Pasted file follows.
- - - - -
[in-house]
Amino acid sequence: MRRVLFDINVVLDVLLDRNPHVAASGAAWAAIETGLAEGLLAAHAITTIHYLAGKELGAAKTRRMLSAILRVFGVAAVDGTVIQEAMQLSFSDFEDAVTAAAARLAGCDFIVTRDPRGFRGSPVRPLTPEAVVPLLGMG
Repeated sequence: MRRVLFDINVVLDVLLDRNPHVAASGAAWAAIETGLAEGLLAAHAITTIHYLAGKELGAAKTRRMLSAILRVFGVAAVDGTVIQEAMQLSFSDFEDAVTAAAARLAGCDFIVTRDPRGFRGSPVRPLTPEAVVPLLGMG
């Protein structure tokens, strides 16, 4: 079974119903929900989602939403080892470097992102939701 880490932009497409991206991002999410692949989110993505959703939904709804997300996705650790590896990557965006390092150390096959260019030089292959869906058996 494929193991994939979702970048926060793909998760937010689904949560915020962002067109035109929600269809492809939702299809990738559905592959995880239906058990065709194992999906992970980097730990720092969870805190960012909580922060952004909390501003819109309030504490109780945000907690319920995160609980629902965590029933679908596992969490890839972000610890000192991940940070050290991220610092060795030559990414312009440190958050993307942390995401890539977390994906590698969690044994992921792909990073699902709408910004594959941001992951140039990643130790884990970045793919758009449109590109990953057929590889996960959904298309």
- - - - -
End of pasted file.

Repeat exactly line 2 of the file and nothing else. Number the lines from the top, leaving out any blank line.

Amino acid sequence: MRRVLFDINVVLDVLLDRNPHVAASGAAWAAIETGLAEGLLAAHAITTIHYLAGKELGAAKTRRMLSAILRVFGVAAVDGTVIQEAMQLSFSDFEDAVTAAAARLAGCDFIVTRDPRGFRGSPVRPLTPEAVVPLLGMG